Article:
Montag, 5. November 2018

Alfred Döblin - November 1918 - Eine deutsche Revolution (epub) - 100th Anniversary of November Revolution

November 2018 marks the 100th anniversary of the "November Revolution" and the end of the First World War. The end of the war and the creation of the first German parliamentary democracy are decisive historical events whose effects extend right up to the present time.

Alfred Döblin's "November 1918" is, confusingly, a four-volume trilogy -- the second part published in two separate volumes, and under separate titles -- which is often mistaken for a trilogy consisting only of three volumes, and not including this first one.

The work, as Döblin intended it, consists of:
I. Bürger und Soldaten 1918
II.1 Verratenes Volk (English: A People Betrayed)
II.2 Heimkehr der Fronttruppen (English: The Troops Return)
III. Karl und Rosa (English: Karl and Rosa)

"Bürger und Soldaten 1918" was first published (by Amsterdam-based Querido Verlag) in 1939; none of the other volumes were published until the 'complete' trilogy was published in 1949-50 -- but it was not complete. Due to concerns about the portrayal of the Alsatian question in "Bürger und Soldaten 1918", that volume was not included; rather, a 'Vorspiel' ('Prelude') summarizing the book was included at the beginning of "Verratenes Volk", and only volumes II.1, II.2, and III were published (as the three-book set, 'November 1918'). A complete edition was never published during Döblin's lifetime, and with the limited reach and availability of (the existing only in its pre-war edition) "Bürger und Soldaten 1918", the truncated November 1918-trilogy was the only accessible version for almost three decades.

Only in 1978 was the full four-volume version published in German, without the (now redundant) second-volume 'Vorspiel', and it has been re-issued several times since (with and without the recapping 'Vorspiel').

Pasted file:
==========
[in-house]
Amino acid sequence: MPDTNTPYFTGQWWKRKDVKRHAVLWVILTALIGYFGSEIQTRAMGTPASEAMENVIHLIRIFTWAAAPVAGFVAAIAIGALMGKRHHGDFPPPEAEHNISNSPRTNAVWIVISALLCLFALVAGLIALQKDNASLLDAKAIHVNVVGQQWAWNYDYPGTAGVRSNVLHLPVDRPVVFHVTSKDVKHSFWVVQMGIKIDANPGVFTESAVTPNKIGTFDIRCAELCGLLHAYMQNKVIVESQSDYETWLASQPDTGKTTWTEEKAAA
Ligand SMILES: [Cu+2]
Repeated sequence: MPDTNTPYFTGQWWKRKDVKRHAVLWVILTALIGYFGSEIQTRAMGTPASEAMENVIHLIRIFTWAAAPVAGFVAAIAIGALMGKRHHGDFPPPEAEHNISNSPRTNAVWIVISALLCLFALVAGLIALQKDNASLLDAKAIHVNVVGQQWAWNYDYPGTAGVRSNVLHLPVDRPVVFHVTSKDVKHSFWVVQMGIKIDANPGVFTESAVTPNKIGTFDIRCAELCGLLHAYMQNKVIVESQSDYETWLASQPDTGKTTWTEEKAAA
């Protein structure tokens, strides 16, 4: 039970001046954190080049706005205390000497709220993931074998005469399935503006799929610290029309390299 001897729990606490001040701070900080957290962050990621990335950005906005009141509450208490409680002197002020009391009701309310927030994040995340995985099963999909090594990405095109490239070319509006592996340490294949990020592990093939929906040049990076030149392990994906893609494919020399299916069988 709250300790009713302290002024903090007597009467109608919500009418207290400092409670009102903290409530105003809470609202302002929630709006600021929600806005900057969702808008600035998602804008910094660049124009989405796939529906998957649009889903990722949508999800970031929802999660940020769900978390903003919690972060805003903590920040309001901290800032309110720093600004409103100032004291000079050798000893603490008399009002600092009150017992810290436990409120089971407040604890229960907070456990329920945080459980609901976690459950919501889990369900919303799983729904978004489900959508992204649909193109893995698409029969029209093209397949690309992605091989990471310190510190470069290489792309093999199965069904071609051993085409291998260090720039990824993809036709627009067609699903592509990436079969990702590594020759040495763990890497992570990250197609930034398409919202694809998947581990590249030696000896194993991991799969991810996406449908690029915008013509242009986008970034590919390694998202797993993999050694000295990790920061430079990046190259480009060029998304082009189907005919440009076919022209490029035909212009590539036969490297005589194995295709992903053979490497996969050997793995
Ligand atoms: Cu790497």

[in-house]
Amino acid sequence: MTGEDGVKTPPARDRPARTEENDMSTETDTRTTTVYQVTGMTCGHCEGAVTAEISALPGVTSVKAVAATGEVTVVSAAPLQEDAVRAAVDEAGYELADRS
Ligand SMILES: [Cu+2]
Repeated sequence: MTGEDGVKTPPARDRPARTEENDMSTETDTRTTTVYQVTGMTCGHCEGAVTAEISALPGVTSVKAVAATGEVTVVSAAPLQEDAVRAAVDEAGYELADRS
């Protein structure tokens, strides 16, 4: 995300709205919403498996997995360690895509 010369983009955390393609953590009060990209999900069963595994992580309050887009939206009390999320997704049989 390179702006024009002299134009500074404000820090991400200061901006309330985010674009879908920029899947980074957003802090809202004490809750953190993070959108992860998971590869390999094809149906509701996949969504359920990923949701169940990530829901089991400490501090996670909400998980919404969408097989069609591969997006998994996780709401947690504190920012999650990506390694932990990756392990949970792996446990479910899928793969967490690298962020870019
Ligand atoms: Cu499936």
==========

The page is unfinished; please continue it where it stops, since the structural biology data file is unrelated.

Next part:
Completing the confusion, only part -- parts II.1 and II.2 (published together as "A People Betrayed") and part III (published as "Karl and Rosa") -- of "November 1918" has been translated (by the great John E. Woods) into and published in English (in 1983) -- three volumes published in two fat books. But not only does this version omit "Bürger und Soldaten 1918" as a whole, it doesn't even offer the ("Bürger und Soldaten 1918"-)summarizing-'Vorspiel' .....

So "Bürger und Soldaten 1918" remains untranslated, the trilogy incomplete in English -- for now (while complete four-volume translations into French and Spanish are available). Sadly, even what there is -- the two Woods-translated volumes -- look to be long out of print and hard to find. The 2018 centenary would have been a fine occasion to get out a new, complete edition, but, alas, it's a bit late for that ..... (What are English-speaking readers missing ? Well, in the TLS review (26/12/1986) of the two Woods-translated volumes, S.S.Prawer insists about "November 1918" as a whole that its: "reputation is bound to increase over the years until it rivals that of Döblin's earlier novel Berlin Alexanderplatz in its readers' affection and esteem".)

Alfred Döblin's "November 1918" is subtitled: 'Eine deutsche Revolution' -- 'A German Revolution'. November, 1918 was not only the month when the First World War ended, but it also saw the abdication of the Emperor and the establishment of a German republic; the 'Novemberrevolution' and continuing domestic political turmoil lasted well beyond that month; with the last of the four volumes in Döblin's trilogy titled "Karl und Rosa" (as in Karl Liebknecht and Rosa Luxemburg), it's obvious that the story won't be limited to November and readers can see where this (eventually) will be heading.